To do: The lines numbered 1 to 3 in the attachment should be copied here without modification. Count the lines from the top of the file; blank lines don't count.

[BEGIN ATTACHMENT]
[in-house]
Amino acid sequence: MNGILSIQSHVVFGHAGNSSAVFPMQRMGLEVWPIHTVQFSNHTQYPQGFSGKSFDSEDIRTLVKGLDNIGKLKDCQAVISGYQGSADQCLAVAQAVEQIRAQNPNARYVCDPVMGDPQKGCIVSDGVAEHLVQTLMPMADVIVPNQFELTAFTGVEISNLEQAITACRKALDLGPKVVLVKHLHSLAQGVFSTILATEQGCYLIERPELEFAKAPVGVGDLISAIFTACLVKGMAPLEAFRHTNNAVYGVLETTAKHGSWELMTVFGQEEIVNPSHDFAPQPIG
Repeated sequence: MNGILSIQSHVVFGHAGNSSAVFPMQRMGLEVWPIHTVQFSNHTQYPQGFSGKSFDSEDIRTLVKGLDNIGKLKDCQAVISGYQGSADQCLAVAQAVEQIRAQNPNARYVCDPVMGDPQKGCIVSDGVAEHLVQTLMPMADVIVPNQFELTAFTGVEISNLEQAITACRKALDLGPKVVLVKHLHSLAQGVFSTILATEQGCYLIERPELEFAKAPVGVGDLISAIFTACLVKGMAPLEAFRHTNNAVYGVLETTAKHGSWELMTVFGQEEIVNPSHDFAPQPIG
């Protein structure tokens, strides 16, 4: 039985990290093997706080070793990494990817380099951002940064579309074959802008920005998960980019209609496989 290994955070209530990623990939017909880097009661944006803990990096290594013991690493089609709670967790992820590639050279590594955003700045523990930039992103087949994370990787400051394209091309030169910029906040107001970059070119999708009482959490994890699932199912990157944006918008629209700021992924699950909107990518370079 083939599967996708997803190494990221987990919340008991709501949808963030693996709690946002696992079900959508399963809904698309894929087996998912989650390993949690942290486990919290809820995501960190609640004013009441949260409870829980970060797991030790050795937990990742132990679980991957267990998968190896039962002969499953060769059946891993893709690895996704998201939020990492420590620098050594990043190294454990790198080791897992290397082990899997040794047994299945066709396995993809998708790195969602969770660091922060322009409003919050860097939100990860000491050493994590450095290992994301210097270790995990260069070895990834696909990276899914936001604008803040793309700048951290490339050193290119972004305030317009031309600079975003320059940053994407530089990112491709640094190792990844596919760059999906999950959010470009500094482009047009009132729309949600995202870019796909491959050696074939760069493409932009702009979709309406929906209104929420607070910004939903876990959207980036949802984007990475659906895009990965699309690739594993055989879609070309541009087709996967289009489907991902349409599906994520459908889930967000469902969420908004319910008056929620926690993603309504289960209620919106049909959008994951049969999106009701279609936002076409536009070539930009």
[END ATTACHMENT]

[in-house]
Amino acid sequence: MNGILSIQSHVVFGHAGNSSAVFPMQRMGLEVWPIHTVQFSNHTQYPQGFSGKSFDSEDIRTLVKGLDNIGKLKDCQAVISGYQGSADQCLAVAQAVEQIRAQNPNARYVCDPVMGDPQKGCIVSDGVAEHLVQTLMPMADVIVPNQFELTAFTGVEISNLEQAITACRKALDLGPKVVLVKHLHSLAQGVFSTILATEQGCYLIERPELEFAKAPVGVGDLISAIFTACLVKGMAPLEAFRHTNNAVYGVLETTAKHGSWELMTVFGQEEIVNPSHDFAPQPIG
Repeated sequence: MNGILSIQSHVVFGHAGNSSAVFPMQRMGLEVWPIHTVQFSNHTQYPQGFSGKSFDSEDIRTLVKGLDNIGKLKDCQAVISGYQGSADQCLAVAQAVEQIRAQNPNARYVCDPVMGDPQKGCIVSDGVAEHLVQTLMPMADVIVPNQFELTAFTGVEISNLEQAITACRKALDLGPKVVLVKHLHSLAQGVFSTILATEQGCYLIERPELEFAKAPVGVGDLISAIFTACLVKGMAPLEAFRHTNNAVYGVLETTAKHGSWELMTVFGQEEIVNPSHDFAPQPIG